Bush's man in Iraq
Bush's man in Iraq
'HE'S THE right guy for Iraq," President Bush said of Iraq's Prime Minister Nouri al-Maliki after two hours of discussion with the Iraqi leader yesterday in Amman, Jordan. Notwithstanding this endorsement, the true import of the Amman encounter will become clear only in policies decided in Washington and unfolding facts on the ground in Iraq. And if Iraq's dire situation is not to be made even worse, a realistic acceptance of those facts will have to inform US policy decisions.
Events surrounding Bush's meeting with Maliki hardly inspire confidence that the president is ready to face nasty realities in Iraq. A leaked memo to Bush from National Security Adviser Stephen Hadley said, "Maliki is either ignorant of what is going on, misrepresenting his intentions, or . . . his capabilities are not yet sufficient to turn his good intentions into action."
Behind this questioning of Maliki's performance is an obtuse assumption that he should be willing or able to move decisively against the anti-American Shi'ite cleric Moqtada al-Sadr. Maliki was able to become prime minister only as a result of his political alliance with Sadr. If Sadr's followers in Parliament were to desert Maliki, his government would fall or he would have to form a coalition with the main Shi'ite rival to his own Dawa party, the Supreme Council for Islamic Revolution in Iraq . Dawa, the Supreme Council, and the Sadrists are all anti secular and supported by the theocratic regime in Iran.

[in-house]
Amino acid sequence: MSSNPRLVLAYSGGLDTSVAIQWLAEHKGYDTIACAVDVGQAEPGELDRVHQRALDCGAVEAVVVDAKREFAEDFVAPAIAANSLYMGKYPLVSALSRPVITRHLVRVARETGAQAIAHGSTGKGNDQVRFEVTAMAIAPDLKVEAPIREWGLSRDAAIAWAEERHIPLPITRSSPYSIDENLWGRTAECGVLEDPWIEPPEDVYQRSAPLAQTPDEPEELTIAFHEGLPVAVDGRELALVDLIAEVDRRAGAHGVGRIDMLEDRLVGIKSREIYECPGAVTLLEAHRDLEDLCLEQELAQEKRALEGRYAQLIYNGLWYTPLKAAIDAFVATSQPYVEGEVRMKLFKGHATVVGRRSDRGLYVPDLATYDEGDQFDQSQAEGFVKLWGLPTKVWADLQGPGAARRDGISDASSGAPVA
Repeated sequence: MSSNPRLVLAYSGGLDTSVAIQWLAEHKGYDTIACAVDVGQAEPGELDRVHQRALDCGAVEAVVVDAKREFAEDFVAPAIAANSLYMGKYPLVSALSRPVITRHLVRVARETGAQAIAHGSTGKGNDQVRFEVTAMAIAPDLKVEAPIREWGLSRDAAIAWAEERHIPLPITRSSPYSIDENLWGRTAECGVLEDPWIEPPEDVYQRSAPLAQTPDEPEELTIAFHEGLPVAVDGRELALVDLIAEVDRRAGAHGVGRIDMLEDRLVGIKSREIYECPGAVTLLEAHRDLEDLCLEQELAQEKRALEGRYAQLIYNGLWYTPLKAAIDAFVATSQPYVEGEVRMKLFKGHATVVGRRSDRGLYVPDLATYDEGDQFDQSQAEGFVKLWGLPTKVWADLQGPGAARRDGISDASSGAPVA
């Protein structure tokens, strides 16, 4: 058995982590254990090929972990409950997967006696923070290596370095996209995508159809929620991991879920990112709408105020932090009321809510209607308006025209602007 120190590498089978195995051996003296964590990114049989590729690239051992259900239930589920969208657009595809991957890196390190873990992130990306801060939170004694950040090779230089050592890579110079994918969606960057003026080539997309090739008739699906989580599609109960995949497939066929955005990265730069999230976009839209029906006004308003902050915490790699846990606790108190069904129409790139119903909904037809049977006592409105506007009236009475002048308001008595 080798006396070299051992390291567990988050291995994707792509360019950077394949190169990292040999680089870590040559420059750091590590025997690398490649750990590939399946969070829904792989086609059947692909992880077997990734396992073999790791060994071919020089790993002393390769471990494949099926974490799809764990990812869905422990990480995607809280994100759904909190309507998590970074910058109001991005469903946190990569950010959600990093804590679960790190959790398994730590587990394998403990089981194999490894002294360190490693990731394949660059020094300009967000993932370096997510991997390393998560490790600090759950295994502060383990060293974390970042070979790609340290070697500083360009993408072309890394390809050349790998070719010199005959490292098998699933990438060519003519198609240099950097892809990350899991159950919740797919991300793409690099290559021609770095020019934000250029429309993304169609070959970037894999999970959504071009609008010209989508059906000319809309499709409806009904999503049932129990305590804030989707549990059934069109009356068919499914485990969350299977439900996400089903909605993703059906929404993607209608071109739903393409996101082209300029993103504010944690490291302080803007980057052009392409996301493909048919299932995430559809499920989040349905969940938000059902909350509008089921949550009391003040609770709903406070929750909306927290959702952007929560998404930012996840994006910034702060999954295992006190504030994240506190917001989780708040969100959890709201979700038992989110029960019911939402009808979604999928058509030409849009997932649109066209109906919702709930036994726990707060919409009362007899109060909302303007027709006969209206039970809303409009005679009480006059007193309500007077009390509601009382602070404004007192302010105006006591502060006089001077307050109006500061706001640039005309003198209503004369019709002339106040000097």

This reality of Iraqi politics is crucial. Much as Bush has trumpeted his goal of democratizing Iraq and the rest of the region, his problem with Maliki is rooted in Iraqi power relations that were produced by parliamentary elections and the political horse-trading needed to form a coalition government.
Hadley's memo bemoans Maliki's failure to provide basic services to Sunni areas of Iraq and his intervention to "stop military action against Shi'a targets and to encourage them against Sunni ones." Hadley also castigates Maliki for fostering Shi'a dominance in the ministries. But the memo's most unrealistic demand is that Maliki dissolve his alliance with Sadr and "bring to justice any" Mahdi army "actors that do not eschew violence."
Only by refusing to face reality could Bush believe that in the midst of Iraq's vicious sectarian vendetta he could convince Maliki to abandon Sadr and build "an alternative political base" for "a nonsectarian national movement," as Hadley's memo proposes. There are no serious possibilities at present for a non-sectarian government in Iraq.Iraqis need security above all. They may need cooperation from neighbors and some continued training and military support from the United States, but ultimately, they will have to end their sectarian warfare their own way. Americans must now decide how slowly or quickly to reduce the role of foreign forces in that conflict.